The Lion King and the Myth of Horus
Have you ever seen the Lion King? It occurred to me this week that the story is based on the Egyptian myth of Horus. Simba must overcome the challenges his father faced and so also find within himself his one unique destiny. We see between the Virginal Soul and the Soul at the Threshold of Adulthood a certain turn well-characterized in this myth. Let’s look at Simba and his story more closely: his loss of father, exile, and confrontation with the shadow king. For our theme this week, we move our attention toward transition itself. Whereas the virgin soul experiences abundant life, the soul on the threshold of adulthood begins the work of initiation. In the psychology of the virginal soul, the spirit ascends. But what comes up must come down. To put it another way, the fantasy cannot sustain us.
Drawn Toward a Distinct Purpose
Remember in the Lion King when Simba adopts a lifestyle of self-indulgence when in exile? Simba along with his companions live in a nihilistic subjective world apart from any collective meaning or sense of belonging. “No worries” is the motto for those in a virginal state of the soul, living on the wings of spirit and freedom. Something happens, as we can see in Simba’s story, however. The psyche draws our attention toward more distinctive pursuits. This is an exciting time in the life of the soul. Memories re-emerge and existential questions arise. That which we avoid most cannot be ignored and the body feels the weight. Call it karma, the daimonic drive, fate, destiny, ancestors – what we know is that all cultures and all mythologies and religions contain strong evidence that the soul is drawn toward its distinct purposes.
From Selfish Fantasies to Divine Callings
From what began as self-indulgence with fantasies of fulfillment and abundance begins to move toward a deeper mystery. Think of the scene when Simba encounters the wise old monkey and hears the call of a return. Simba speaks with his father among the stars and hears the tug of purpose and meaning unique to his own life path. To put it another way, the soul rises and lives vibrantly in the imagination, but the imagination draws us beyond selfish fantasies toward the divine callings. We belong to something and that asks of us more than “no worries” can sustain. What was at first full with potential and satisfaction turns instead toward a bid for reconciliation. Something beyond our nature draws us in. Why would this happen? Why does the virginal soul life philosophy of “no worries” begin to feel so empty?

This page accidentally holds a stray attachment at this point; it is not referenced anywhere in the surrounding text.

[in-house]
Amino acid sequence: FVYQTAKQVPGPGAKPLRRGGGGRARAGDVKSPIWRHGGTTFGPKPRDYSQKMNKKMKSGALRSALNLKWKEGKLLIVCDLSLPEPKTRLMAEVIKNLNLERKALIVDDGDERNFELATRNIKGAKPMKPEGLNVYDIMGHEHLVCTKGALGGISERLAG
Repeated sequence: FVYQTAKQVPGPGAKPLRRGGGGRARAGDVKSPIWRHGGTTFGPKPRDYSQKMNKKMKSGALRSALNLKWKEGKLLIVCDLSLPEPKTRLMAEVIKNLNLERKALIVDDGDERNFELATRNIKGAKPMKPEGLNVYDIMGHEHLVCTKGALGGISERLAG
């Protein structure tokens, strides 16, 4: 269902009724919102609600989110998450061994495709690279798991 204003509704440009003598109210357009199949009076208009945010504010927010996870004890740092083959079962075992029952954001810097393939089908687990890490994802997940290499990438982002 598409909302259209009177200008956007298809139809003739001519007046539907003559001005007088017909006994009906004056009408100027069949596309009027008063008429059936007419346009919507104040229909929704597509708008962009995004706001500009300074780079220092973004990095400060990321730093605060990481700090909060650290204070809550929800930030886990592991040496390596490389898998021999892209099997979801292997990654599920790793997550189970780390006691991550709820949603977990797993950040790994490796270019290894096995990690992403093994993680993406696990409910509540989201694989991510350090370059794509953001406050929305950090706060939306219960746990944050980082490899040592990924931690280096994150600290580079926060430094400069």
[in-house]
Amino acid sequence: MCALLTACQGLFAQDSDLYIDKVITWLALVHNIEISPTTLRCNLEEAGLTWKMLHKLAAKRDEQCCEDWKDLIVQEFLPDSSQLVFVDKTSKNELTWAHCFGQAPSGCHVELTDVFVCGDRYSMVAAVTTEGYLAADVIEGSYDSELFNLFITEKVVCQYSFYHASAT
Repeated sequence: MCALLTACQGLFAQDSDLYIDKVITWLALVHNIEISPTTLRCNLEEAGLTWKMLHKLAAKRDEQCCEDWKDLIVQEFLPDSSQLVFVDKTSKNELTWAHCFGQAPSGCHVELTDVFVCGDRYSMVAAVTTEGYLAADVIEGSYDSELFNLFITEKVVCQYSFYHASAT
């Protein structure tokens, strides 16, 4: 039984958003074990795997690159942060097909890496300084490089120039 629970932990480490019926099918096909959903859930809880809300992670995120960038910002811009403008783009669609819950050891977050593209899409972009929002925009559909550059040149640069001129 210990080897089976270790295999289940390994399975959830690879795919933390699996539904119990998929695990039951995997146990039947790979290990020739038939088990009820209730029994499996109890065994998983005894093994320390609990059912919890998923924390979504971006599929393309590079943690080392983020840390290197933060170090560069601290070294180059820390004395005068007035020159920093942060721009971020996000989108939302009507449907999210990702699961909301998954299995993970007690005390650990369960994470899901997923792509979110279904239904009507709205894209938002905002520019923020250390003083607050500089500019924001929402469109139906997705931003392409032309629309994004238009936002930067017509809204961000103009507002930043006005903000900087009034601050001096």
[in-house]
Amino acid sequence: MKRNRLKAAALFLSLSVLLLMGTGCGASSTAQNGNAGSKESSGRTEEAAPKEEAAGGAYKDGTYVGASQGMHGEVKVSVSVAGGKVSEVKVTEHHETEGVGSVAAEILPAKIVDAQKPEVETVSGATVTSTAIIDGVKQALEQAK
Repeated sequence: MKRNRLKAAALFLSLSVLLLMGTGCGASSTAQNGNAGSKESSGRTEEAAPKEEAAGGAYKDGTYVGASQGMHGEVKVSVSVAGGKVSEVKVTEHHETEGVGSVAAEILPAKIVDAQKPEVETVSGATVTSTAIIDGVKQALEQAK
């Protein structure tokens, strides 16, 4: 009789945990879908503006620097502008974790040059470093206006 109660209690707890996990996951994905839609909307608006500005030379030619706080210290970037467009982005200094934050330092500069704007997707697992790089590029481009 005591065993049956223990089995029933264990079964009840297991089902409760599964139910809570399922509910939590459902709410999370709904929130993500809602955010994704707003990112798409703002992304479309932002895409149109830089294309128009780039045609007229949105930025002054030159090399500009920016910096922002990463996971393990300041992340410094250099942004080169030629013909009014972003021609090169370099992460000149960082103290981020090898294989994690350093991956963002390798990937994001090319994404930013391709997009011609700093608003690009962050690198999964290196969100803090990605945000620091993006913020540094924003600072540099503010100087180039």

This week in our image of the Lady and the Unicorn, we see our figure turning. Now, the soul removes her jewelry and, with tied-back hair, she withdraws. Above the tent reads, “A Mon Seul Desir” (to my only desire). Scholars speculate that the blue tent with burning embers resembles the lost souls in Dante’s Divine Comedy, a prevalent work during the time of the tapestry’s creation. If this is correct, we can more fully understand what is taking place in our image. The soul has withdrawn from grandiosity. With less distraction, our depression makes room to listen intently and discover our rightful path. Most importantly, we can see that she willfully hands away her jewelry and enters the tent. The lady giving away her jewelry represents the turn of the soul from the splendid path to the ‘heavenly tent’.
Turning Toward Solitude
In my experience, the pattern is a regressive one, where this feeling of loss for the soul provokes avoidance rather than progression. Instead of turning toward the small dark spaces of solitude wherein the voice of the divine can be heard, some regress instead to the innocent soul, keeping it simple and pretending the world out there and the dreams unlived do not require our attention. The Youthful Soul state may replace the threshold experience in an effort to avoid the deepening maturation. Virginal Soul experiences feel good when often the deflation from them feels terrible. Could it be that the loss and longing is, in fact, the threshold of meaning? Without these deflations, we never quite get to the integration. As we will see next week, the tent experience will lead us to our craft, the soul will move into the hard yet rewarding work of utilization.